After Dark in Budapest, Hungary
The pretty central European city is loved for its crumbling post-Communist grandeur, folksy culture and pocket-friendly prices. Yet, partying here in the non-political sense is a relatively new concept – from 1949 to 1989 the country was part of the Eastern Bloc and uncontrolled gatherings were forbidden. Now, the new generation of Hungarians, or Magyars, live it up like lab rats on caffeine, with an art-infused nightlife that’s possible to see any day of the week.
Downtown Budapest is the perfect place to start the evening’s festivities. It’s relatively small with a vibe that swings from modern to kitsch, and cosy village to grand metropolis. If you’re here in summer, make the most of the late evening sunshine at venues like Gödör, a relaxed outdoor cafe, nightclub and art space set below street level. Gödör has an outdoor stage offering free concerts and an ancient amphitheatre feel. Whatever the weather, it’s the perfect place to ease yourself into a long night ahead. It also loans bikes for free, so if you’re planning on covering a bit of ground, you could consider hiring one. But be warned: Buda is no Amsterdam. The cobblestoned streets, left-hand driving and lack of bike lanes make cycling here a bit of an adventure. Thankfully, there are also public buses, trams, trolleys, taxis and an underground metro service – Europe’s first. The beer’s pretty good, too.
District V, Pest
A hop, skip and a bike- or taxi-ride away, and you’re in the hip and happening District IX. Try Cökxpôn, a bar-cum-teahouse-cum-tent where music, theatre, dance and visuals take centre stage. It’ll give you a taster of the Sziget Festival, one of Europe’s largest events, which is held every August on the island of Óbudai in the Danube. The Cökxpôn crew run a pop-up there every year. Performances at Cökxpôn start around 9 or 10pm. Don’t be surprised if someone asks you to take your shoes off and let loose during a gig – visitors are encouraged to immerse themselves in a ‘collective spiritual experience’.
Head across the river to A38: a decommissioned 1968 Ukrainian stone-hauling barge. It’s now a floating restaurant and terrace bar by day and kick-arse club by night. Think jazz, blues, electronic, hip-hop, reggae and even classical. There are more than 20 types of the native plonk – a potent fruit brandy called pálinka that’s got an alcohol content of between 37 and 86 per cent – on offer. Knock a couple back before moving on to better-known evils like beer. Or try the bar’s own flaming cocktail creation, Massive Attack. It’s enough to, er, sink a ship.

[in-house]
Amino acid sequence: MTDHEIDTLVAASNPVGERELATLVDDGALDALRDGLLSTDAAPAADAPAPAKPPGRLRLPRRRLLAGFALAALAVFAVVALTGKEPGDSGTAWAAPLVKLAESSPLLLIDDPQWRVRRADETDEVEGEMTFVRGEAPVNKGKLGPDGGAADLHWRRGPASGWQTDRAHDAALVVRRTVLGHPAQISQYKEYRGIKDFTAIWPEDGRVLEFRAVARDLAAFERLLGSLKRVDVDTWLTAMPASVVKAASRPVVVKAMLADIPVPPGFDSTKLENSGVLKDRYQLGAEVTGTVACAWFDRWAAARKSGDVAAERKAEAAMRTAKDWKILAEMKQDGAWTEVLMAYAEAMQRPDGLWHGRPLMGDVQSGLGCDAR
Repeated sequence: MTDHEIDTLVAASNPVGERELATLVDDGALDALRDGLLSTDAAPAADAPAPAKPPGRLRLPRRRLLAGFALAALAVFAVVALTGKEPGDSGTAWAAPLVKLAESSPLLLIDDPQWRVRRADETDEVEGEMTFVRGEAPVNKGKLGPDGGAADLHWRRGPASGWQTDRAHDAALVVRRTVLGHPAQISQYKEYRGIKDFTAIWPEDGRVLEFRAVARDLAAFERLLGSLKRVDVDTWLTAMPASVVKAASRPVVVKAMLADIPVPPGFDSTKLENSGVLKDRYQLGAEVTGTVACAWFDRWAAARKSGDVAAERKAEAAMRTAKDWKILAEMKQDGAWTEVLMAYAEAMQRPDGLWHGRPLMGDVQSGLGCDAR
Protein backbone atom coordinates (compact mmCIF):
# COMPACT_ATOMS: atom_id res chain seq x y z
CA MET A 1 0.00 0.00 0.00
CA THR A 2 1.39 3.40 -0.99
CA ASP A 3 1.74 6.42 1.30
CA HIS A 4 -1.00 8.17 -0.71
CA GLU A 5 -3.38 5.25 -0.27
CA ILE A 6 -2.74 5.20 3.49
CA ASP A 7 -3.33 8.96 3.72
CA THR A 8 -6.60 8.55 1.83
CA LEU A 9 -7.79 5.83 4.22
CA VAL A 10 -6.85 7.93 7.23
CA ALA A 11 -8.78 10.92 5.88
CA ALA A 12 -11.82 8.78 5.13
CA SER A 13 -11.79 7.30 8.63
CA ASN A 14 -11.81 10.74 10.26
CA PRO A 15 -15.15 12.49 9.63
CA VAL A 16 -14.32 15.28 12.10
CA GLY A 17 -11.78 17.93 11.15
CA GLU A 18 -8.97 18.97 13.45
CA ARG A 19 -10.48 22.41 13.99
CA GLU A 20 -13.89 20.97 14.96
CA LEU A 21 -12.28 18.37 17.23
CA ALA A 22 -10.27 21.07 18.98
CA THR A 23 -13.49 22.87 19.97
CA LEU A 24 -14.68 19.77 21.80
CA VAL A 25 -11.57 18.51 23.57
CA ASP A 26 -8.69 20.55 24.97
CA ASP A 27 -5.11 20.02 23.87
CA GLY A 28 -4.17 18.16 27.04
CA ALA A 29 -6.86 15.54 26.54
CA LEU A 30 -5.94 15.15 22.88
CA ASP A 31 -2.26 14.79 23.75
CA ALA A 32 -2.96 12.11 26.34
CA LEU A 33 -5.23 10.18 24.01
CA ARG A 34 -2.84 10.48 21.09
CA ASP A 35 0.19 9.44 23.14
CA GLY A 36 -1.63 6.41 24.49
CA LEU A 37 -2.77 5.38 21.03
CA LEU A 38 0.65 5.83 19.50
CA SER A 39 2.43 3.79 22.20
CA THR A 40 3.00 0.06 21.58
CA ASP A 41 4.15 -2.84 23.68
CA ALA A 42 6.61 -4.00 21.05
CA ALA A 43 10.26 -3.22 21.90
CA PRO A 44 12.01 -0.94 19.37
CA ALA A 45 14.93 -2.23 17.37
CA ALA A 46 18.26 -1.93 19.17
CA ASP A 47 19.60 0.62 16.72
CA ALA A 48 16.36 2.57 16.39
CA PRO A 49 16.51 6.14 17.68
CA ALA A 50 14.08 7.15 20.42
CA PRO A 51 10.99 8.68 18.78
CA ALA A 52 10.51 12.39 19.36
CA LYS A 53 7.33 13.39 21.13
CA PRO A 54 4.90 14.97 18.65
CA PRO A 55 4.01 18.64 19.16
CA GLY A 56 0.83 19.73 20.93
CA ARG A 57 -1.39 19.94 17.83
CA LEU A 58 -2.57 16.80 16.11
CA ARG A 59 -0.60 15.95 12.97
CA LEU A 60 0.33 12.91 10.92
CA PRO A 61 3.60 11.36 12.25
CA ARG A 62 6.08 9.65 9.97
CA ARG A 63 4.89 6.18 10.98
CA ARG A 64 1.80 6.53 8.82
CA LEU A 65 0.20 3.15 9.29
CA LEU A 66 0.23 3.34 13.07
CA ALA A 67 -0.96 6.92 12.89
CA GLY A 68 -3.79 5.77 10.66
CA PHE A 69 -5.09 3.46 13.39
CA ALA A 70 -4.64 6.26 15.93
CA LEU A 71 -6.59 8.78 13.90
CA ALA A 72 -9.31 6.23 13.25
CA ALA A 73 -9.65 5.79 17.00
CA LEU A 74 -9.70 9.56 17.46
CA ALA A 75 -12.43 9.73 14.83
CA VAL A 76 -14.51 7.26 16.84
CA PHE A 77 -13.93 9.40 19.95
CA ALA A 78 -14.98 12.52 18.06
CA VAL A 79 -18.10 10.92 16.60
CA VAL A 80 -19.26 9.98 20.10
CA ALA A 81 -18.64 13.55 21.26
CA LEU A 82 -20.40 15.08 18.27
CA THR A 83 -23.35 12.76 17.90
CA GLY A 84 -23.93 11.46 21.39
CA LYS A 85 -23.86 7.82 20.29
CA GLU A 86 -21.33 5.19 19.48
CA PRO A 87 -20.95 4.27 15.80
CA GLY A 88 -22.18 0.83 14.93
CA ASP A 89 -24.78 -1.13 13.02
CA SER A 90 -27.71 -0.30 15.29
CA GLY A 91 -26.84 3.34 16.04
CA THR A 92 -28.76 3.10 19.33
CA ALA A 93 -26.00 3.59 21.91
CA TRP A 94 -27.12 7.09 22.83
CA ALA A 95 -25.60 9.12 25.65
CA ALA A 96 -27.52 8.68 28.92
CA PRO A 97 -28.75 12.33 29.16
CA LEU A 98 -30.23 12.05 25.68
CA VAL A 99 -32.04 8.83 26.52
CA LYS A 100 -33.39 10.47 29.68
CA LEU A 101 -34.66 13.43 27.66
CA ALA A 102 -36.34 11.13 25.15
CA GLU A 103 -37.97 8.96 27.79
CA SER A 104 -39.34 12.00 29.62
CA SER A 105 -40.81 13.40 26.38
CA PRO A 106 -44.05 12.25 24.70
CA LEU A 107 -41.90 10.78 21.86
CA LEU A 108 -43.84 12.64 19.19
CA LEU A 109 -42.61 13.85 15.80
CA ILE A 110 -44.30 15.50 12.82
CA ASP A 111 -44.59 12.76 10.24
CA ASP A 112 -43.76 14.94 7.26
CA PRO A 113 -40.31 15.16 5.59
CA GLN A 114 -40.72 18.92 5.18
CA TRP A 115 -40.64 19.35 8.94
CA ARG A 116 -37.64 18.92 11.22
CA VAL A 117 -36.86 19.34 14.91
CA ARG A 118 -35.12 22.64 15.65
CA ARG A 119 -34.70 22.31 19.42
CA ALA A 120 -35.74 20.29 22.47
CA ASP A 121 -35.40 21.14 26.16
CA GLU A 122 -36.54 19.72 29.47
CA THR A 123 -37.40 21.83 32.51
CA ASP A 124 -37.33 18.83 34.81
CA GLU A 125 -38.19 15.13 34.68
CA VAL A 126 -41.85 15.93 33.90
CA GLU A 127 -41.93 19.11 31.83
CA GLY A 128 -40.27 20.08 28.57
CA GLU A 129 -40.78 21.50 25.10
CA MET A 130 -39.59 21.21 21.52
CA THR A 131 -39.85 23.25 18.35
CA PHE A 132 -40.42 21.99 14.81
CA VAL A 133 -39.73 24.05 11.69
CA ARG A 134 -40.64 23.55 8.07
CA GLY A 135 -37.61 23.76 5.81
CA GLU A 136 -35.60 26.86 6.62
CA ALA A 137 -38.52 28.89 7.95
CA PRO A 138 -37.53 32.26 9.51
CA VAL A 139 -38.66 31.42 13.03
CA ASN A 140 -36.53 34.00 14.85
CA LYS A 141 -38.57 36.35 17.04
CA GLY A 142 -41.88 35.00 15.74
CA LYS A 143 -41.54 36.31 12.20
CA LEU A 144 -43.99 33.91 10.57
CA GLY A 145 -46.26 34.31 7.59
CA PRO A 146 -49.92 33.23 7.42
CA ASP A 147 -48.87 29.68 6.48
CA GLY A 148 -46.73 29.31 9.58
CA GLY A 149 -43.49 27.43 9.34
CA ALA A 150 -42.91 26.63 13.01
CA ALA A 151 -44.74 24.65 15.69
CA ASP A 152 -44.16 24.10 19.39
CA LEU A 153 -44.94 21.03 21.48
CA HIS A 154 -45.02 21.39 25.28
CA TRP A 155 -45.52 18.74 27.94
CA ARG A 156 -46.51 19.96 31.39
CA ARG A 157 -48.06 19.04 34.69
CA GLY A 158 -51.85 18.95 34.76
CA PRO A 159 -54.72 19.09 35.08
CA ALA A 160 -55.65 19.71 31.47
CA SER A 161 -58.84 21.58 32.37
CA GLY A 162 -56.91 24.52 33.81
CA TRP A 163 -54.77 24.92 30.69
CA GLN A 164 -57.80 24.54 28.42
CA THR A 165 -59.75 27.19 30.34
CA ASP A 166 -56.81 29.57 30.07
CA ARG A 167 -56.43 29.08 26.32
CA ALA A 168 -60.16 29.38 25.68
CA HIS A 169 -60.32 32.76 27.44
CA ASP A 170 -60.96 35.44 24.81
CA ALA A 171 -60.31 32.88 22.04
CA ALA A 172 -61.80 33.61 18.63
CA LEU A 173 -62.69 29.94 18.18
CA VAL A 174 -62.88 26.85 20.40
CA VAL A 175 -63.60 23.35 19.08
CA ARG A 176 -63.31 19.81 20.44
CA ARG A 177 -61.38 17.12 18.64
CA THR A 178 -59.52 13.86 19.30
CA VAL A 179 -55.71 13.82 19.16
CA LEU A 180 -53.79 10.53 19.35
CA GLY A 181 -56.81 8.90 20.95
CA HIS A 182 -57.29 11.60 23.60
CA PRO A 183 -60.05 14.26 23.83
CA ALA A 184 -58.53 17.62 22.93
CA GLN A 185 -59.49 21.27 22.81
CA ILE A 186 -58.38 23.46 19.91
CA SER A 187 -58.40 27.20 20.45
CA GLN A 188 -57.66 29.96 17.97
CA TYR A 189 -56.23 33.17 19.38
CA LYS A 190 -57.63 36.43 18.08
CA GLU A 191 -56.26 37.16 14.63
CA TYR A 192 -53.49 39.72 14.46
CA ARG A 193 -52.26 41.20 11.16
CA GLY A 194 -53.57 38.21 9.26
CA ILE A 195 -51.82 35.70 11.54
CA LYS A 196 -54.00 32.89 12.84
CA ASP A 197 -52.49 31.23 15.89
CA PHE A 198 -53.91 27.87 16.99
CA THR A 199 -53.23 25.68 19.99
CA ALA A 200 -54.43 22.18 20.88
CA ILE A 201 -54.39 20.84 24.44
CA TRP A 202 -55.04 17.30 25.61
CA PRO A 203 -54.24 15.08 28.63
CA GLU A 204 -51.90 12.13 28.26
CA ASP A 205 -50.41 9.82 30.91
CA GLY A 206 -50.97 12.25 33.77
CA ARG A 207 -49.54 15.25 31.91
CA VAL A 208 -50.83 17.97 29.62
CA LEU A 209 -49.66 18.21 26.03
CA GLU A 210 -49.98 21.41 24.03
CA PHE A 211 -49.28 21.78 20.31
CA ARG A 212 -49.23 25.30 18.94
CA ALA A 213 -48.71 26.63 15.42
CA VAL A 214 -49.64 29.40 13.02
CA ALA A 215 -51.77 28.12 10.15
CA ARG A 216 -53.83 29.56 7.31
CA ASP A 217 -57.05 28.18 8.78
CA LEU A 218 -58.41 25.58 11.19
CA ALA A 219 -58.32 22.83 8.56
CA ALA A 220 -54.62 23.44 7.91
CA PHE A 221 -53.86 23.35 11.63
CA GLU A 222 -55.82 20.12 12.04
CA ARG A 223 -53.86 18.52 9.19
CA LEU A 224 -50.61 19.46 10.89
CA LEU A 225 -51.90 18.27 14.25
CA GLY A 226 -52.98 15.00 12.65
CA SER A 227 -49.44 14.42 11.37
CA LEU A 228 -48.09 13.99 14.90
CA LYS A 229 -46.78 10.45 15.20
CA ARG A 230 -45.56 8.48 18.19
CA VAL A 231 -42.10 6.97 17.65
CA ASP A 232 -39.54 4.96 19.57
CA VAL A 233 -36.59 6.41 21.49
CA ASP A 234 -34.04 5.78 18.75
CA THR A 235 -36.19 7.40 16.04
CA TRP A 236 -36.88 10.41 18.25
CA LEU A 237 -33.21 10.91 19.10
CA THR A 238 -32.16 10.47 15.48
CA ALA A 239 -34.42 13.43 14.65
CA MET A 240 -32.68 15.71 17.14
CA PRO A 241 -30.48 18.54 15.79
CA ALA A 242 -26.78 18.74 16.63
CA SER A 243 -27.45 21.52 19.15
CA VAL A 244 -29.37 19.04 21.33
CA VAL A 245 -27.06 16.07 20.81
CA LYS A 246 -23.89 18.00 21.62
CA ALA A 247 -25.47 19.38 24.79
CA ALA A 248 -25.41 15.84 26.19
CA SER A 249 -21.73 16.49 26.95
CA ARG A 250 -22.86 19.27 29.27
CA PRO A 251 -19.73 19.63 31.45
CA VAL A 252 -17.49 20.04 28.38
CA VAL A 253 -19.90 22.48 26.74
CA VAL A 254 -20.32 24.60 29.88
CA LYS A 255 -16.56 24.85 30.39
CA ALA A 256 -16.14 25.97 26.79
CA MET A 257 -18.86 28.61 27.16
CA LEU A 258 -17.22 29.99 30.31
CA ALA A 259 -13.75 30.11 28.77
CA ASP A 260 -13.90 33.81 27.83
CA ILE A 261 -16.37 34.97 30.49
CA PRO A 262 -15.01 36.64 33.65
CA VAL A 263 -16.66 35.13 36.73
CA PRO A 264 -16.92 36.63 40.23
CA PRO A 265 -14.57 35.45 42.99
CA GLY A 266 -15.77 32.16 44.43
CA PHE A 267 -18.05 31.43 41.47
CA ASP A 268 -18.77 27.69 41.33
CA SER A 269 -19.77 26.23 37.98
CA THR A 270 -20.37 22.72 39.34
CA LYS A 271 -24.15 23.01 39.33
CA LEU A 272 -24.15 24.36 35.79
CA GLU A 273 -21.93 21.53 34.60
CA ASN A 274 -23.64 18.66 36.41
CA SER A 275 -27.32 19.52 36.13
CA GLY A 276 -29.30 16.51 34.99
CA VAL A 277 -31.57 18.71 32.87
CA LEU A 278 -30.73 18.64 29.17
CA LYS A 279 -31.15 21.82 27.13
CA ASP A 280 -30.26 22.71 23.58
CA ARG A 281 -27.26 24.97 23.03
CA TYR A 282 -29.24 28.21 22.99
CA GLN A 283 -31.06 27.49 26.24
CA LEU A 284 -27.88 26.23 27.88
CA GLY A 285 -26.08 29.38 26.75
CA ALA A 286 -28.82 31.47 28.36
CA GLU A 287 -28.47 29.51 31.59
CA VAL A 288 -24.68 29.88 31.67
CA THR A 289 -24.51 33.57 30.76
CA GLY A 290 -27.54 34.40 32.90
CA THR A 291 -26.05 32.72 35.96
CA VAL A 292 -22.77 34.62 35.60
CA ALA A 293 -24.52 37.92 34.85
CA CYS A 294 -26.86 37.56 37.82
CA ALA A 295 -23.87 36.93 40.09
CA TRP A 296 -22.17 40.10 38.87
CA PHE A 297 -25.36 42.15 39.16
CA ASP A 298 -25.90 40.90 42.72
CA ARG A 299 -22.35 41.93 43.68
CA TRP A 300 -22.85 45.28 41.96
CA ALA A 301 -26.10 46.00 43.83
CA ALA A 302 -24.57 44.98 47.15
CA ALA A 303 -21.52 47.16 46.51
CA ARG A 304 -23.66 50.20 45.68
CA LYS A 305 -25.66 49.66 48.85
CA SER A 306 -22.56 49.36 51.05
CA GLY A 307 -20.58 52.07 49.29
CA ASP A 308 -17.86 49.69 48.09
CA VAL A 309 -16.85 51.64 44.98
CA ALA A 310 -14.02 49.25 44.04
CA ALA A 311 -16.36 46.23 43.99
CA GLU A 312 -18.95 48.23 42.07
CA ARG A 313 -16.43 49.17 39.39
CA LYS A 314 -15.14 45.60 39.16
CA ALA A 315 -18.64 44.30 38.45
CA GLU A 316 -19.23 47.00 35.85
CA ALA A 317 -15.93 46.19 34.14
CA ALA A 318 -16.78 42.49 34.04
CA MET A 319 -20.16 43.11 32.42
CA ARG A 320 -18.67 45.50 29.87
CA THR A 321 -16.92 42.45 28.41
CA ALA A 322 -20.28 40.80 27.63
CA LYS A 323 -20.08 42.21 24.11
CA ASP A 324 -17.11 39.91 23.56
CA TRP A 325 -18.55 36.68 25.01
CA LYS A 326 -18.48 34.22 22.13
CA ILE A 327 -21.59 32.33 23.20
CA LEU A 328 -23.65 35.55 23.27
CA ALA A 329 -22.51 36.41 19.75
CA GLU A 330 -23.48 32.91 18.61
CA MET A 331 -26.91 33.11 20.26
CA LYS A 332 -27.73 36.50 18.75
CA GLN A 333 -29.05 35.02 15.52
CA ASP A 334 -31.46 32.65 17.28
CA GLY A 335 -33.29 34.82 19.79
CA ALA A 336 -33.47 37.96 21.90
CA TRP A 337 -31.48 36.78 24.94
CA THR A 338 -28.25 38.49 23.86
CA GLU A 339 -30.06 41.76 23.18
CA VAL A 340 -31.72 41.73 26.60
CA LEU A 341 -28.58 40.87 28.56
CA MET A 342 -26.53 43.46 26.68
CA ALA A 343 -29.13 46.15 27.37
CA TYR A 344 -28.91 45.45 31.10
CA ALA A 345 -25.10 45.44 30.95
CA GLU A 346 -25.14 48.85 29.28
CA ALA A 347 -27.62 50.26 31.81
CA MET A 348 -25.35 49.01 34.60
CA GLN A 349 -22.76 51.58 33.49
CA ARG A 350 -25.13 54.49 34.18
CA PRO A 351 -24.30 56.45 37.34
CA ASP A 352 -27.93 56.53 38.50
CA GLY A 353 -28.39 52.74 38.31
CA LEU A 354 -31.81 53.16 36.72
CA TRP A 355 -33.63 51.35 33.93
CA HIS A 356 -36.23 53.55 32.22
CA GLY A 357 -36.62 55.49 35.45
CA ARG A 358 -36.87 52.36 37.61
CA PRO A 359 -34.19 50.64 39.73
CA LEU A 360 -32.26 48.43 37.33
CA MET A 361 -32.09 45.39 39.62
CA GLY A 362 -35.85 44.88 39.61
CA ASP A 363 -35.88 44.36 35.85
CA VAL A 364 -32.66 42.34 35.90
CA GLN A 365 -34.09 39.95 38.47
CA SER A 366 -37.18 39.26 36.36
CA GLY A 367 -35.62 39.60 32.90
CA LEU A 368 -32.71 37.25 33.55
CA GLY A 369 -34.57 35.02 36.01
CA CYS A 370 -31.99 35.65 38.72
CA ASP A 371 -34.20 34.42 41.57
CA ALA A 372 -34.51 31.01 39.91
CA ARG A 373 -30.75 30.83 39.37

Just south of Petöfi Bridge District I, Buda
There’s just one catch about this next spot: it’s officially in Outer Pest. Leafy, quiet District XIV, to be precise. Although the neighbourhood is quiet the bars are anything but. Dürer Kert ticks two of the nightlife must-dos in Budapest: 1) It’s a kertek (garden) bar. 2) It’s a romkocsma, a ruined pub temporarily established in a dilapidated building earmarked for demolition. This one is in a former university arts faculty next to City Park, and has a large lamp-lit garden. Inside the vibe is student share house meets art studio. Cheap drinks, foosball, table tennis, darts, a lucky dip of live music and the likelihood of meeting switched-on young locals make the hike worth it.
Ajtósi Dürer sor 19–21
District XIV, Pest
Ready to get into the thick of things? Head to Szimpla: the first and most renowned of Budapest’s romkocsma. It’s located in District VII, which was home to a flourishing Jewish community before World War II. This area is notably neglected and run down, meaning that Szimpla is infused with a near-lethal dose of shabby chic. Listen to local gypsy bands, play backgammon or eat pizza by the slice.
Kazinczy utca 14
District VII, Pest
If you’re still not ready to call it a night, get over to District VI, Budapest’s cultural centre. Think wide, sycamore-lined boulevards, cafes on sidewalks, the Opera House and a club called Instant. Another feather in Budapest’s burgeoning romkocsma cap, Instant is made of two houses decorated to the eyeballs with the trappings of an enchanted forest. The biggest of the ruined pubs, it boasts 23 rooms, six bars, two gardens, three dance floors, multiple art exhibitions and pumping music. Now’s a good time to try a ‘simple’ toast in Magyar, the local language – Kedves egeszsegere!
Nagymezö utca 38
District VI, Pest
KLM Royal Dutch Airlines flies from most Australian capital cities to Budapest.
Check out gotohungary.com for more information about Budapest.